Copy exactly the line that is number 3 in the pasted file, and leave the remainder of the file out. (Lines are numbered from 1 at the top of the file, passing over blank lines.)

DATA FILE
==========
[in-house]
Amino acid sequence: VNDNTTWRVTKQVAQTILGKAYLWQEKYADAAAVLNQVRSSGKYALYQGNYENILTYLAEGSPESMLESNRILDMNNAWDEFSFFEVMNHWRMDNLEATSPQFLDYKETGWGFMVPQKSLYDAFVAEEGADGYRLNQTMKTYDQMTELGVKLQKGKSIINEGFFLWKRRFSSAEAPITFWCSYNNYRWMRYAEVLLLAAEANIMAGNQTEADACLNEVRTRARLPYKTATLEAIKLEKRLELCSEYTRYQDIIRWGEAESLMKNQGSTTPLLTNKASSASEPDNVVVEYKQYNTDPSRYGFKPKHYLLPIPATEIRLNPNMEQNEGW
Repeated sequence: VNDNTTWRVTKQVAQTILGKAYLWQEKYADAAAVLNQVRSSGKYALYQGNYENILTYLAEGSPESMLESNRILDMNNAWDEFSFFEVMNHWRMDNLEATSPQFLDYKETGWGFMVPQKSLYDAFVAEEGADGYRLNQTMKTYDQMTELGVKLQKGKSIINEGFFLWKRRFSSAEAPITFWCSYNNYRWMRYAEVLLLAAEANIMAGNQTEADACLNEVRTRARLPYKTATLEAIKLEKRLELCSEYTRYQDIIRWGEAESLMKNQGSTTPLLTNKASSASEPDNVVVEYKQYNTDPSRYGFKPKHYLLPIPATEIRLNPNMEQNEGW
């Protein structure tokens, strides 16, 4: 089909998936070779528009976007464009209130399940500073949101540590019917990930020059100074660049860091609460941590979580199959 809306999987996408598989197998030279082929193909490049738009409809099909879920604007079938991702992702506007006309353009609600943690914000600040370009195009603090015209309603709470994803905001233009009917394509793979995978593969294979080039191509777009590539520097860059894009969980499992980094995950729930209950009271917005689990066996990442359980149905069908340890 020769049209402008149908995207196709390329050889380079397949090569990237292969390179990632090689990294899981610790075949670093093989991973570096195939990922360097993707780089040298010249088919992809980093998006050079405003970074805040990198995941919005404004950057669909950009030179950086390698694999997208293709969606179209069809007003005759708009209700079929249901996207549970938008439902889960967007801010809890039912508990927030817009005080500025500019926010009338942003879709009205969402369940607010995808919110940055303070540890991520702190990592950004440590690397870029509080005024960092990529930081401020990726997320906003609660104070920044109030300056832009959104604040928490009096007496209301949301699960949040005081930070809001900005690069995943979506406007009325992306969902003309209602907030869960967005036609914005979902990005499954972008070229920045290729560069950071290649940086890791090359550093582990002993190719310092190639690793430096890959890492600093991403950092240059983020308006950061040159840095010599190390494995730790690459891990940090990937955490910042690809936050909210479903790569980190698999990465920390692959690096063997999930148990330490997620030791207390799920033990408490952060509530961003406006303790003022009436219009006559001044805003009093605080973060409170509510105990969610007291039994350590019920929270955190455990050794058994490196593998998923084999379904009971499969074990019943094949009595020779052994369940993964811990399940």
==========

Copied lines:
Repeated sequence: VNDNTTWRVTKQVAQTILGKAYLWQEKYADAAAVLNQVRSSGKYALYQGNYENILTYLAEGSPESMLESNRILDMNNAWDEFSFFEVMNHWRMDNLEATSPQFLDYKETGWGFMVPQKSLYDAFVAEEGADGYRLNQTMKTYDQMTELGVKLQKGKSIINEGFFLWKRRFSSAEAPITFWCSYNNYRWMRYAEVLLLAAEANIMAGNQTEADACLNEVRTRARLPYKTATLEAIKLEKRLELCSEYTRYQDIIRWGEAESLMKNQGSTTPLLTNKASSASEPDNVVVEYKQYNTDPSRYGFKPKHYLLPIPATEIRLNPNMEQNEGW